The growth of new technologies such as artificial intelligence, machine learning, Internet of Things (IoT), virtual/augmented reality and of course, the various technologies for the automotive industry has led to a new surge in the development of semiconductor chips. The growth had been stunted in part due to the considerable cost involved in using the processor core, which forms the heart of most SoCs. The enormous cost, risk, development time and necessary volumes of developing a processor, has kept this lucrative industry in the hands of just a few companies. That is, until now.
With the development of the open source RISC-V ISA from UC Berkeley labs, based on the new computing needs in various power and performance dimensions, the semiconductor industry is once again at the cusp of embracing an incredible surge in innovation. Over the last few years, the interest in RISC-V has been gaining steam with commercial implementations and adoption growing rapidly.
The RISC-V core is an open development model that is managed by the RISC-V Foundation, which has a number of member companies. In a short span of time, it has helped foster an industry-wide collaboration, including building an ecosystem to work around it, especially since it is designed to support both proprietary and open implementations. With support for a variety of bus fabric such as TileLink and AMBA® AXI/AHB/APB, the RISC-V core becomes an ideal candidate for new applications such as wearable’s, high performance embedded systems such as smart IoT, AI etc.
But in the world we live in today, with increasing global competition, it becomes imperative to execute and deliver the SoCs or the IPs to satisfy the market need before others do. To capitalize on the evolving RISC-V ecosystem and opportunities the RISC-V core provides, many companies are leveraging new methods to shorten the development cycle.
One such method of speeding up the development is to create a singular golden specification for registers to be leveraged by different groups such as hardware, firmware, software, verification and validation groups. With automatic generation of verified RTL, C headers etc., the different groups are able to reduce the development cycle as well as mitigate the risk of silicon failure. This becomes very pertinent in the case of RISC-V as it differs from some of the other more established proprietary instruction sets by allowing, and in fact, encouraging, custom extensions to the instruction sets. The notion of creating a golden specification and generating the desired output format to aid in development, verification and validation is also gaining traction in the automotive industry, which is largely governed by the ISO 26262 standard. This method mitigates the risk of errors being inserted into the SoC/IP being developed thereby improving the reliability of the device.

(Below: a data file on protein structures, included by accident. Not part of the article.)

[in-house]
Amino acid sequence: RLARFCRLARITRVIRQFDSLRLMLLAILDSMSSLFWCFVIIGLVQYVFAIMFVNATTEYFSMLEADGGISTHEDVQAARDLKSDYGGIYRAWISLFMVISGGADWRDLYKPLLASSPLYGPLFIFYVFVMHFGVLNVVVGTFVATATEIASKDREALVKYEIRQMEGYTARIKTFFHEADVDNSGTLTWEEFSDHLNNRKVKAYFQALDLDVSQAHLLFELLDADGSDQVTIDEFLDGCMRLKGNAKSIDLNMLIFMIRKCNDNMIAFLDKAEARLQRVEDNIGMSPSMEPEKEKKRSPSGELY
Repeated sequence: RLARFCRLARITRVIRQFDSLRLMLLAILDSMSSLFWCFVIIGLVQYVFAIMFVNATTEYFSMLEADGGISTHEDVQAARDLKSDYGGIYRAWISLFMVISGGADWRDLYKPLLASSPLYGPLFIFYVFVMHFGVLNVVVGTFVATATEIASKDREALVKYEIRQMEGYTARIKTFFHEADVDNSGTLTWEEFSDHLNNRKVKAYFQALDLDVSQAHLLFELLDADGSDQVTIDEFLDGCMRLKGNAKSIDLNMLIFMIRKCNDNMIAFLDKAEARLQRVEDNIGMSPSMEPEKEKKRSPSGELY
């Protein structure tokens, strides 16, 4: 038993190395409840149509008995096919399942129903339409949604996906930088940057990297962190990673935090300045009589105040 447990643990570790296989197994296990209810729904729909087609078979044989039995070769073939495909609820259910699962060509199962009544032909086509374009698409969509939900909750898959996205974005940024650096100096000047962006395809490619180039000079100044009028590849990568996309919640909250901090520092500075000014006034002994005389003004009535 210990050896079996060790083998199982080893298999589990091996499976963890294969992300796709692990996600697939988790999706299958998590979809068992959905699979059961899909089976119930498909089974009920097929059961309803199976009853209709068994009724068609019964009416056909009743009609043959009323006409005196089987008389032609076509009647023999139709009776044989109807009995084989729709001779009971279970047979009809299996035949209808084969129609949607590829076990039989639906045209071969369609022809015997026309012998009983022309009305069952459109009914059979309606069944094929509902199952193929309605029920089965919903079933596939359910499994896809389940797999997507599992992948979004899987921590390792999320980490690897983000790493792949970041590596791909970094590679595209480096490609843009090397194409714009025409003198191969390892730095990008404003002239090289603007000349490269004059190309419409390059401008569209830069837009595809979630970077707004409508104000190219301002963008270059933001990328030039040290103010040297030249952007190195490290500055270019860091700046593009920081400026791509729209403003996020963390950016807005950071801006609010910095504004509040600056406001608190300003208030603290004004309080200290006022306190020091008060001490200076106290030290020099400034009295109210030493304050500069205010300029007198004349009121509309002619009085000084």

With a complex processor core such as the RISC-V, a more robust hardware verification approach becomes necessary in order to ascertain the correct functionality. In fact to some extent it becomes mandatory to develop the necessary test scenarios and test environments for simulation, firmware tests and board testing. To create the desired stimulus, one would typically need UVM sequences for UVM-based simulation, C-based sequences for firmware and hardware/board tests.
One of the main challenges in creating the sequences is that multiple engineers with varying levels of expertise would need to write them in the target language for simulation, firmware tests and board testing, even though the functionality of the sequences remains the same. And before they can even code the sequences, they must first understand the test specification, which in itself requires a significant amount of time and effort. This causes a delay in the development and verification cycle, which the design teams can ill afford.
At the upcoming RISC-V summit, Agnisys will demonstrate solutions for the above-mentioned problems. This approach enables design teams to reduce their development and verification cycles for RISC-V based IPs/SoCs targeting both ASICs and FPGAs. We will also showcase how teams can automate their test environments for simulation, firmware development, emulation and post-silicon validation by creating standard and custom test sequences.
At the summit we will also demonstrate the following:
Automatic detection of sequences from natural language.
Automatic generation of virtual prototype models from the specification.
Agnisys standard IP library with GPIO, Timer, I2C, PIC, DMA, etc. to help speed design development cycles.